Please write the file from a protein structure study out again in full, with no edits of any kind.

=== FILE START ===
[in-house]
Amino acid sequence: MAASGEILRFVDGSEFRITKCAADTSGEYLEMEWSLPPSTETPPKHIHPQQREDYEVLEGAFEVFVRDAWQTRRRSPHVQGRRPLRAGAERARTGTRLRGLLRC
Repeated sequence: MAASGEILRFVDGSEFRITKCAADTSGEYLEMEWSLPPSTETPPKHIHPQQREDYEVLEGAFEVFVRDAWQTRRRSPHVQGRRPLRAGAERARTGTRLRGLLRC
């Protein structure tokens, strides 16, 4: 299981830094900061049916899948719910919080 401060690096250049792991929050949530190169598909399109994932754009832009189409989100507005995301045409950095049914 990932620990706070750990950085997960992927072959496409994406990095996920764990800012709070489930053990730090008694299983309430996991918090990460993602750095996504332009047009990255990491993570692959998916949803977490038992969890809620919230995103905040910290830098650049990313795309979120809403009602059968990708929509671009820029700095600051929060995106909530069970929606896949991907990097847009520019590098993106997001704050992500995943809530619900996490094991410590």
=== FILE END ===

[in-house]
Amino acid sequence: MAASGEILRFVDGSEFRITKCAADTSGEYLEMEWSLPPSTETPPKHIHPQQREDYEVLEGAFEVFVRDAWQTRRRSPHVQGRRPLRAGAERARTGTRLRGLLRC
Repeated sequence: MAASGEILRFVDGSEFRITKCAADTSGEYLEMEWSLPPSTETPPKHIHPQQREDYEVLEGAFEVFVRDAWQTRRRSPHVQGRRPLRAGAERARTGTRLRGLLRC
């Protein structure tokens, strides 16, 4: 299981830094900061049916899948719910919080 401060690096250049792991929050949530190169598909399109994932754009832009189409989100507005995301045409950095049914 990932620990706070750990950085997960992927072959496409994406990095996920764990800012709070489930053990730090008694299983309430996991918090990460993602750095996504332009047009990255990491993570692959998916949803977490038992969890809620919230995103905040910290830098650049990313795309979120809403009602059968990708929509671009820029700095600051929060995106909530069970929606896949991907990097847009520019590098993106997001704050992500995943809530619900996490094991410590």